The art department’s legacy was further enhanced by such faculty as Mike Henderson, who taught at UC Davis for 43 years and is known for paintings and films that confront the anti-Black violence of the Civil Rights Movement, as well as mentoring generations of students. Annabeth Rosen, a distinguished professor of art and the Robert Arneson Endowed Chair, is a true innovator of ceramic sculpture and received the UC Davis Lifetime Achievement Award in 2021.

Meanwhile, the Manetti Shrem Museum flourishes with three current exhibitions showing art by UC Davis professors and alumni, and as a learning space. On Tuesday and Wednesday, its non-public days, the museum is open exclusively by appointment for UC Davis professors to bring classes. A wide range of classes visit, from creative writing and Chicana and Chicano culture, to modern dance and industrial design. This kind of interdisciplinary experience provides opportunities not only for students who want to pursue careers in the visual arts, but for our whole community. It defines who we are at UC Davis.

Creativity across our campuses

Our university is driven to support visionary work, not only in the studio and performance stages but far beyond. That includes our UC Davis Health campus, where the creativity and experimentation drives work that addresses the greatest health challenges of our times. That includes developments such as the first physician in the world to implant a retrievable pacemaker in a child and a thriving robotic neurosurgery program.

Some of our novel research even focuses directly on eggs, such as the ability to determine the gender of a fertilized chicken eggs by scent alone. With the help of a Davis-based startup, a study found that it’s possible to sort eggs by sex while still in incubation by “sniffing” volatile chemicals through a suction cup.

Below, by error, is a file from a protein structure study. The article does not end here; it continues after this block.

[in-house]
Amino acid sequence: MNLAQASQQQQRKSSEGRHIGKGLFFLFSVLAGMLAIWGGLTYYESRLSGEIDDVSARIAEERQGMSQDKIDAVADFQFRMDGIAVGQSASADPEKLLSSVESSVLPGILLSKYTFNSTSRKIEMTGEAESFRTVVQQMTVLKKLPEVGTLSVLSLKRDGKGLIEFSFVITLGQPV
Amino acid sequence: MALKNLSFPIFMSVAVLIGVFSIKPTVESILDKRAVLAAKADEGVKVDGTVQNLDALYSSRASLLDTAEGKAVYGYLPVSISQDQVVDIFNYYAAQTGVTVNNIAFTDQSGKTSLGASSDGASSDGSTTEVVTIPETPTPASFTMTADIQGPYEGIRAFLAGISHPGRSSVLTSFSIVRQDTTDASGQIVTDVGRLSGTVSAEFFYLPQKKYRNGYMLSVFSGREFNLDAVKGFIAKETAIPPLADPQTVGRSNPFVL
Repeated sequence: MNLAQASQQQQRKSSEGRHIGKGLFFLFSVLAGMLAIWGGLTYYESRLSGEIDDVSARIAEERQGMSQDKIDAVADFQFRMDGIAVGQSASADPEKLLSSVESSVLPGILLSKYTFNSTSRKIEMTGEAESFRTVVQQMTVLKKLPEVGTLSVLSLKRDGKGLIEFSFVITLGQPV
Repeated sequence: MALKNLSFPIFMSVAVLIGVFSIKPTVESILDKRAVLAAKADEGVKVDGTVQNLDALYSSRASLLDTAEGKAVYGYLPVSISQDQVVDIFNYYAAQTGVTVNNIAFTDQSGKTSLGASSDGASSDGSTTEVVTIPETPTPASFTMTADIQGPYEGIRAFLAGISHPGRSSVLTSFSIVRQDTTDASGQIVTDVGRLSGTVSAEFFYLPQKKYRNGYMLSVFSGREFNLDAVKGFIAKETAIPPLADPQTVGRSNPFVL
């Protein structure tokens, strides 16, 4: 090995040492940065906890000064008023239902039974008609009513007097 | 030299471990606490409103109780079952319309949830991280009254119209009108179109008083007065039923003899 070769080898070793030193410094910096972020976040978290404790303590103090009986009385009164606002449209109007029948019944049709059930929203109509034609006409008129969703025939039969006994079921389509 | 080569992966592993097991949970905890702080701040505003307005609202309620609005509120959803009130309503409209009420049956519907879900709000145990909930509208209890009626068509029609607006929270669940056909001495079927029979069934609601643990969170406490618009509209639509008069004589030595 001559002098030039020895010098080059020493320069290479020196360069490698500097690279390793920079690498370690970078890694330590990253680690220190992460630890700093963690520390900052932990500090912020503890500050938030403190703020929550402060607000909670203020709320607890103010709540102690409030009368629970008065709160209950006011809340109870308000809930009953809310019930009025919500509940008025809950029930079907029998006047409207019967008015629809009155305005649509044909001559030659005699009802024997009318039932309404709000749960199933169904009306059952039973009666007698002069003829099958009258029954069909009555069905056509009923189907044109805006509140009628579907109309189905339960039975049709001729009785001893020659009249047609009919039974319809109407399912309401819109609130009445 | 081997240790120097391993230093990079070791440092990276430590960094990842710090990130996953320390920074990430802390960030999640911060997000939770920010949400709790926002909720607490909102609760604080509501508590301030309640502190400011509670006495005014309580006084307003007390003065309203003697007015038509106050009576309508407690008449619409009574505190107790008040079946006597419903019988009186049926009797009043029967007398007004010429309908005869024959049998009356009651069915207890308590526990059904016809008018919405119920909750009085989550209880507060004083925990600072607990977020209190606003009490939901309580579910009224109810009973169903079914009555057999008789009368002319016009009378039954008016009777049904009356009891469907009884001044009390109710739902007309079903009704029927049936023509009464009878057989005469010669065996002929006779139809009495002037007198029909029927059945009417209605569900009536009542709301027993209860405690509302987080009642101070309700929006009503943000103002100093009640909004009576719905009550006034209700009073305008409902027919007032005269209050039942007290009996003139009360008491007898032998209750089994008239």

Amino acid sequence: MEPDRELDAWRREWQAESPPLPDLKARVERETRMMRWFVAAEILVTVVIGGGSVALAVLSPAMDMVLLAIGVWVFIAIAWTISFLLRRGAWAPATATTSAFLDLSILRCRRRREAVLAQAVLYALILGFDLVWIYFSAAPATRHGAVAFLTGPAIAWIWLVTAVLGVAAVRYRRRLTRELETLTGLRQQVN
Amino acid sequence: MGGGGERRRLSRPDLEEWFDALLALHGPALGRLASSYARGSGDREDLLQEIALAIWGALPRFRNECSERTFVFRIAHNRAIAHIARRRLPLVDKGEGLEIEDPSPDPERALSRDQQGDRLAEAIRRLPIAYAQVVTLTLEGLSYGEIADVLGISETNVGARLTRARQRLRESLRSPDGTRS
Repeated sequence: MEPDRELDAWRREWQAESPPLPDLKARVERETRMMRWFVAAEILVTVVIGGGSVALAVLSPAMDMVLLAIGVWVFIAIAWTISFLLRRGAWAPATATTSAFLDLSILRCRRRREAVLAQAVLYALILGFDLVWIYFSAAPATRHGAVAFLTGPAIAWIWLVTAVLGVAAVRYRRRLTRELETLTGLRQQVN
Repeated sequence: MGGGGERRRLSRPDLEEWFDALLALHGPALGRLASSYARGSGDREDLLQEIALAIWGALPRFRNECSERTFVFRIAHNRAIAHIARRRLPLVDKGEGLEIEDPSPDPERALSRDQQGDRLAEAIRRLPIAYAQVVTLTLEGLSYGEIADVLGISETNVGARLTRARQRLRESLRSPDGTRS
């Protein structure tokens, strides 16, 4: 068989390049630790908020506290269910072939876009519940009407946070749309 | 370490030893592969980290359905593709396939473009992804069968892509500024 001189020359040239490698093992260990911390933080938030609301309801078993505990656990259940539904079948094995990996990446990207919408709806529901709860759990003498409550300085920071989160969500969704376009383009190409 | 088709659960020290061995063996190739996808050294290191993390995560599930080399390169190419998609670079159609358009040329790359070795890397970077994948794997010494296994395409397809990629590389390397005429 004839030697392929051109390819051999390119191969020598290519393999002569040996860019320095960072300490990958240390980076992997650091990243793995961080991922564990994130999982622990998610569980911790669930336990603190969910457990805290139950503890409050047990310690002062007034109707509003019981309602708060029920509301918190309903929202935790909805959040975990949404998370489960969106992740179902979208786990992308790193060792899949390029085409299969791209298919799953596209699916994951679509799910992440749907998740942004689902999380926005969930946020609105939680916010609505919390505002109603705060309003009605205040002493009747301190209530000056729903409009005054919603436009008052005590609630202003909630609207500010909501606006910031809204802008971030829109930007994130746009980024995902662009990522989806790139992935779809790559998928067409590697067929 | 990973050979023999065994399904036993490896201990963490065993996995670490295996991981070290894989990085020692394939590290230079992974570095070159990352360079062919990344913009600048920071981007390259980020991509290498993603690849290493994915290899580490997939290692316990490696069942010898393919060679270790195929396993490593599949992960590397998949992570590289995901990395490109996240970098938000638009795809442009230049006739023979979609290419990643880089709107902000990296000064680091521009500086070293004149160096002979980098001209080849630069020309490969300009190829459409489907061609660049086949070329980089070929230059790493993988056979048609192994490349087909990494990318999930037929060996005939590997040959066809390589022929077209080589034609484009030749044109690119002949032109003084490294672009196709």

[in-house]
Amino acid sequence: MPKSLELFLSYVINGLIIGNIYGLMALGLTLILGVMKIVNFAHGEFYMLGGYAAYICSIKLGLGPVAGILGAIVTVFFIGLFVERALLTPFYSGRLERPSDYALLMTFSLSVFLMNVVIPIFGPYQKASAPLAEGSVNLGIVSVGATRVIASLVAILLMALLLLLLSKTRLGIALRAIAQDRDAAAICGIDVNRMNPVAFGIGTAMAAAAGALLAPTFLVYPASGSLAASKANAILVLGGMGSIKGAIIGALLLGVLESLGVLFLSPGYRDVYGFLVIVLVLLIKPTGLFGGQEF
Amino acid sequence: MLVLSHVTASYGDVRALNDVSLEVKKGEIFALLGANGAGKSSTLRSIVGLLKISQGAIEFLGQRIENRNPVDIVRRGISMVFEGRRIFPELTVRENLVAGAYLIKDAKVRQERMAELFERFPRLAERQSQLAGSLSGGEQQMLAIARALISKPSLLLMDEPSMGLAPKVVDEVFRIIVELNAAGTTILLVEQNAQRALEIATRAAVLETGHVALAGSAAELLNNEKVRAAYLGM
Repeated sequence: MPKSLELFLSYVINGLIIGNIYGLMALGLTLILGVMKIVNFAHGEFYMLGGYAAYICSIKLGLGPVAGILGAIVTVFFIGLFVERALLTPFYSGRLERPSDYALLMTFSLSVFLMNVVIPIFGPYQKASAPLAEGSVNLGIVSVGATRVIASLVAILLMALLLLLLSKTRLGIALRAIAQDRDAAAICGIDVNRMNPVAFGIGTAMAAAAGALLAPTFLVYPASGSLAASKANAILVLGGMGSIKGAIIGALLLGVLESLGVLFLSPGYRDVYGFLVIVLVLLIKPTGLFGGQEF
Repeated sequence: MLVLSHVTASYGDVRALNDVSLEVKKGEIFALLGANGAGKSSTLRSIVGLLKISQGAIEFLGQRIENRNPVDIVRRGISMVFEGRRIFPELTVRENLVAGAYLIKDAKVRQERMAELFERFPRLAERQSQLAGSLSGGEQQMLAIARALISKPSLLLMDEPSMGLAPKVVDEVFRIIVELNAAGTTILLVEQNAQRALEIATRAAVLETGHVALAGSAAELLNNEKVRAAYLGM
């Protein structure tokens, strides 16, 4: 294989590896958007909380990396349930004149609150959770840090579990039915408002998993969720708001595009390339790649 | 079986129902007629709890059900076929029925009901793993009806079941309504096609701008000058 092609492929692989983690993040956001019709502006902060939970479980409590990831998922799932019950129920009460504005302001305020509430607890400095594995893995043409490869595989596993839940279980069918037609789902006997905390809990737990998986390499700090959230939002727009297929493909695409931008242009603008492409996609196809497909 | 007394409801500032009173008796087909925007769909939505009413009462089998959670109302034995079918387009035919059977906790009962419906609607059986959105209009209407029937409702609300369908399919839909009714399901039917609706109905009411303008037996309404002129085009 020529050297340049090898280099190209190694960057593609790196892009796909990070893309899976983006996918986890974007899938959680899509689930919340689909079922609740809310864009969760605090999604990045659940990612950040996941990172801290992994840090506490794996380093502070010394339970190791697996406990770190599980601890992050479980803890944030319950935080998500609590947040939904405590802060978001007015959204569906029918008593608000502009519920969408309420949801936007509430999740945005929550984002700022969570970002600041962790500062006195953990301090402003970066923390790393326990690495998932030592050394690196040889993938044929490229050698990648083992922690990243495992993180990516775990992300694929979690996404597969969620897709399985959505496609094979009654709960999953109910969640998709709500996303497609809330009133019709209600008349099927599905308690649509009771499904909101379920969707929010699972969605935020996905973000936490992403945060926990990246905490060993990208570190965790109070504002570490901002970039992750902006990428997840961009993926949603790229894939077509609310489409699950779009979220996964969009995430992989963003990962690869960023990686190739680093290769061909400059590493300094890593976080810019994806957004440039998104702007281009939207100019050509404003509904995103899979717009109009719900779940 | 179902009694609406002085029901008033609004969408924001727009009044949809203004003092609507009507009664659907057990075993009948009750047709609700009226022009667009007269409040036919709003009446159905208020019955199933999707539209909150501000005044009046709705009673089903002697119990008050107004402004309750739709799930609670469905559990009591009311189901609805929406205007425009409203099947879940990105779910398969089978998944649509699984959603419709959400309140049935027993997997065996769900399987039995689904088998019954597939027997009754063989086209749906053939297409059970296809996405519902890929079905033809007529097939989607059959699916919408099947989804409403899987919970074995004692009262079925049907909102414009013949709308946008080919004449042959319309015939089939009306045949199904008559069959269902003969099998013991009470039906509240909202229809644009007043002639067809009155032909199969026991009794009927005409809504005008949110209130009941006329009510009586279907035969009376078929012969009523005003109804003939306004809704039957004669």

Our Department of Design is home to cutting edge research that crosses disciplines. That includes Gozde Goncu-Berk, a recently named Chancellor’s Fellow, who researches wearable technologies that are designed to support underserved populations and those with chronic illness.

The College of Engineering is exploring wearable technologies, including biomechanical tattoos that can monitor diseases. Another research project probes ways that facial jewelry can trigger wireless commands such as turning down lights or sending text messages.

More arts on the horizon

This Year of the Eggheads further illustrates that the future of fine arts and liberal arts shines bright at UC Davis. That was made evident to me in the most recent episode of “That May Be the Chancellor,” where I learned more about arts programs on campus from students and faculty.

Our artistic spirit is kept alive at the Gorman Museum of Native American Art, which re-opened in an expanded space last September. The museum is truly unique and is among the best of its kind, with a collection of 2,250 works of art that include paintings, ceramics and textiles among other media.

Meanwhile, we celebrate Beatriz Cortez, an associate professor of art who is the first current UC Davis faculty member in 40 years to be invited to participate in the Venice Biennale, the world-renowned arts and culture exhibition.

And in June, our Arts and Humanities Graduate Exhibition returns to showcase the work and projects from Master of Arts, Master of Fine Arts and doctoral students in departments across the College of Letters and Science. It’s one of the few graduate exhibitions to include multidisciplinary participation.

Our endless curiosity and desire to shape the world for the better, whether in sculpture or research, will continue to take us to new heights. I encourage you to explore the artistry that flourishes at UC Davis and look forward to seeing you at our Eggheads celebrations. Until then, have a restful and safe spring break.

Go Ags!


Gary S. May